“I’ve heard [motion gaming] called a fad. The thing is it doesn’t replace existing control schemes,” he said, rather it “augments” current control offerings. “I think [motion control has] just grown the space of what the market is right now.”
Intel senior scientist Beverly Harrison added, “I don’t think [all future interfaces] will just be gesture-based,” she said. As the mouse and keyboard still exists, there will just be additional interfaces that will be used alongside established interfaces.
Just as hobbyists are tinkering with different ways to use the Kinect, innovation in gesture-based applications will come from the fringe, she said. “There are lots of different things people are experimenting with out there. … I think that’s where new uses will pop up.”
Jesse Schell, head of Schell Games and one of the reasons the term “gamification” has become more prevalent over the past year, joined industry veteran and Zynga chief designer Brian Reynolds to decode fun, pleasure and why gamification isn’t the all-encompassing solution that people have made it out to be.
Schell, who said someone aside from him made up the term “gamification,” defined it as “taking something that’s not a game, and making it into a game.” Reynolds described it as taking game elements and applying them to something to “make people do something they don’t want to do.”
Gamifcation could theoretically be applied to anything from marketing to personal hygiene, Schell said. Making someone do what they don’t feel like doing is a powerful ability.
But Schell said that people have gamification all wrong – you can’t just shoehorn a few game-like elements into anything to “gamify” it effectively, he argued. He compared gamification to adding chocolate to different foods.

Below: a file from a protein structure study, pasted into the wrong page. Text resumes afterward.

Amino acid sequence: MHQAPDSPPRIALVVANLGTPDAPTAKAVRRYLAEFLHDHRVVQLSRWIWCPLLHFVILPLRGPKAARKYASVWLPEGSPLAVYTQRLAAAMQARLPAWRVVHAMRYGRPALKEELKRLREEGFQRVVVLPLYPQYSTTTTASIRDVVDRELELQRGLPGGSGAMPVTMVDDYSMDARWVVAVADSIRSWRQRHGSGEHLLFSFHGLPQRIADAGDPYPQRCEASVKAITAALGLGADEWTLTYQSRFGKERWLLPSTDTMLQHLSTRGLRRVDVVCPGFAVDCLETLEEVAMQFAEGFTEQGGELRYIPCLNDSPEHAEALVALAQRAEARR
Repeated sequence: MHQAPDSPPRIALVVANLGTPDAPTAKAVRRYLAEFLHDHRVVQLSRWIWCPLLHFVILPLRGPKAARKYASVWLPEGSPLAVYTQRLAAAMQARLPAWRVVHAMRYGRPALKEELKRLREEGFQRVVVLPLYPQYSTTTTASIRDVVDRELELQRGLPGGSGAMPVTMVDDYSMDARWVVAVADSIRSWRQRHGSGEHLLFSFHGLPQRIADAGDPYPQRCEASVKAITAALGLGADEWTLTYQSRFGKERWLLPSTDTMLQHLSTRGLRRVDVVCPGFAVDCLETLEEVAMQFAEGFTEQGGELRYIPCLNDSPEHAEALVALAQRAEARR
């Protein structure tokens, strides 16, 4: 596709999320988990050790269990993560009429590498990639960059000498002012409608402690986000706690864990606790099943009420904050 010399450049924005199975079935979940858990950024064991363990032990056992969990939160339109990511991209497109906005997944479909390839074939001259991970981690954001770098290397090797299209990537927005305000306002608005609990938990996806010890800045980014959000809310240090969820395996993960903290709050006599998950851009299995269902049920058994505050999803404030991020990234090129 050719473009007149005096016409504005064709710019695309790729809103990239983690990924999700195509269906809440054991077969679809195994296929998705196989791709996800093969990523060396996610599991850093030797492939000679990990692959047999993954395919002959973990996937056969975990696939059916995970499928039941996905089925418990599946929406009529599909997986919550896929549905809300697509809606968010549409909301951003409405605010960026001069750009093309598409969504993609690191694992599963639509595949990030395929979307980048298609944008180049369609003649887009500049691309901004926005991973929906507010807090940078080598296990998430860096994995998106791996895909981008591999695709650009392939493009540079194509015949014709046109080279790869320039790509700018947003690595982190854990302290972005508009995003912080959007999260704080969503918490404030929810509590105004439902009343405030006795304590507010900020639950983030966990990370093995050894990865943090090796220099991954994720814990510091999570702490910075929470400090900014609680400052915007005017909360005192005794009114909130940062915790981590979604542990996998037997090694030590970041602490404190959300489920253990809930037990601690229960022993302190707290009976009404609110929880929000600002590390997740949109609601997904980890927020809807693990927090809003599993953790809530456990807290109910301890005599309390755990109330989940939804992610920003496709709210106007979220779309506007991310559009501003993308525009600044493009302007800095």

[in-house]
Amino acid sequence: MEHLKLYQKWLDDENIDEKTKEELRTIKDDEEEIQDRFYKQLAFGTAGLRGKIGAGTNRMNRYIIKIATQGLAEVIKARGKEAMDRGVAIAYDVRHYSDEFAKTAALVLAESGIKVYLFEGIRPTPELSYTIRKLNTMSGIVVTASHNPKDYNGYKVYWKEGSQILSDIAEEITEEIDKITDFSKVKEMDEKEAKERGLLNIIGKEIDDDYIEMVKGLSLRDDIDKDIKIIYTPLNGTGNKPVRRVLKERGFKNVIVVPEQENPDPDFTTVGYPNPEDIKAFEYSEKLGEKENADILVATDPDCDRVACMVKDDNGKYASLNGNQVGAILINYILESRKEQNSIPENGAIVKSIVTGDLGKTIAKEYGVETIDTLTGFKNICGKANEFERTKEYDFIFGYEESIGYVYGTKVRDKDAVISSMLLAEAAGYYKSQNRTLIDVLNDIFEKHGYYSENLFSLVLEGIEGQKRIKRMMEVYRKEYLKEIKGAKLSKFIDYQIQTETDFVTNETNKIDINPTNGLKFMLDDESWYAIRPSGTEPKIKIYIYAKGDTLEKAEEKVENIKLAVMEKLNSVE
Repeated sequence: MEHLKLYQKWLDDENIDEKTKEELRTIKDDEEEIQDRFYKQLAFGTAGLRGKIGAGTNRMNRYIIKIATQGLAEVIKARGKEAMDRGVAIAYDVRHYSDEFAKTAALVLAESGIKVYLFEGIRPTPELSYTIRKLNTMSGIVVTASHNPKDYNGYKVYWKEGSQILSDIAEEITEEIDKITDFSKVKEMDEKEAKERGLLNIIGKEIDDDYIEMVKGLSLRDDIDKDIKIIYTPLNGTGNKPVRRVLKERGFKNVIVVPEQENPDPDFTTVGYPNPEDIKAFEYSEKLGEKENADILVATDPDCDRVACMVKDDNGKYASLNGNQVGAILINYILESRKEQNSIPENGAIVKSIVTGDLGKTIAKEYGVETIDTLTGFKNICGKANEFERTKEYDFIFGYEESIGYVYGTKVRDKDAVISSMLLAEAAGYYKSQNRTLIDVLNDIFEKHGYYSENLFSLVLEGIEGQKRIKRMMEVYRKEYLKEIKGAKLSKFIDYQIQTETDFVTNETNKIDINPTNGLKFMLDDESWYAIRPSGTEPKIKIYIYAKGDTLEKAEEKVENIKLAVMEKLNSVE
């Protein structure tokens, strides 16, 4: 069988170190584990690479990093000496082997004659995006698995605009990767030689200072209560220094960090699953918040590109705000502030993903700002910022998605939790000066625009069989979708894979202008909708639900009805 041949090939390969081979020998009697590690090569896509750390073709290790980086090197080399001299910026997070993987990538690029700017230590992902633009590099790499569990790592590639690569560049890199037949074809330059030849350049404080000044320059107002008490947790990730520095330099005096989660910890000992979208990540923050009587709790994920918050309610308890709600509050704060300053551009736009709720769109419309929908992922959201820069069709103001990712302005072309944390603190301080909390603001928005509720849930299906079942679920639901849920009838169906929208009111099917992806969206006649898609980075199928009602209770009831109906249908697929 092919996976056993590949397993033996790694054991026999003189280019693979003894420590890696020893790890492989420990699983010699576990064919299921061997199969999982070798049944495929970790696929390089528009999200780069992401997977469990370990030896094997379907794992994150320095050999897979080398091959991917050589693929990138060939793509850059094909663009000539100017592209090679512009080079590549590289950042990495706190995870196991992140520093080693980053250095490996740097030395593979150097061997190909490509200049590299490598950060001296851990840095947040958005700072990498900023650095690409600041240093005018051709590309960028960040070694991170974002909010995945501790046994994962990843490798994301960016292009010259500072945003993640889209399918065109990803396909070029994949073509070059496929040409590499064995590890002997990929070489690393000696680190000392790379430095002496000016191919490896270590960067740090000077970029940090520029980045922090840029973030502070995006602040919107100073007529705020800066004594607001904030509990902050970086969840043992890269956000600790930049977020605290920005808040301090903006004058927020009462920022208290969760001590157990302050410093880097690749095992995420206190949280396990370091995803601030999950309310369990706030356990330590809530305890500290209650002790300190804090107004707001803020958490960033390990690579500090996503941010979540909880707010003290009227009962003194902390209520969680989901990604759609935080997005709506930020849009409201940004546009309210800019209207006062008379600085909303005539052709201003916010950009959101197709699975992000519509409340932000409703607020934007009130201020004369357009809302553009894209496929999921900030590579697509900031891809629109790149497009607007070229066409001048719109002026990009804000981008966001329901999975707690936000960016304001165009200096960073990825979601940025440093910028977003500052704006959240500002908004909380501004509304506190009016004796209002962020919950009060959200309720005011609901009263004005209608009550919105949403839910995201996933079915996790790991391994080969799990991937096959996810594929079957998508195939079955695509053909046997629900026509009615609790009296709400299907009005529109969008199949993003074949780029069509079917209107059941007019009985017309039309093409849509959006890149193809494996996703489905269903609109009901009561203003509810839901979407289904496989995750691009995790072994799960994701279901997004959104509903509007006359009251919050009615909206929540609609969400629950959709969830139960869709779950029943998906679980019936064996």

Chocolate is a good thing and might be great on ice cream, but it’s probably horrible on cottage cheese. “It’s like no, no!” said Schell. “That doesn’t work. You have to find something that resonates, and brings out its essence.”
Reynolds headed off any implication that Zynga’s games like FrontierVille
are just “gamified” social frameworks that are engineered to make people do something they don’t want to do – part with their time and money.
“The difference between Zynga’s philosophy and gamification is that gamification … tries to make you do something that you don’t want to do,” he said. But he said Zynga is an entertainment company that tries to provide content that at its core is fun and social, then charge for that experience. Playing Zynga games is something people want to do, he said.
“There’s obviously some very positive reason that millions of people play social games,” added Reynolds. "I think what it is is that human beings are social animals. We’re wired to socialize.”
Schell said, “Social games facilitate a type of gameplay that was impossible five years ago” in that they are games that you can play “every damn day” at work and interact with friends. “Games are becoming more and more woven into people’s lives,” he said.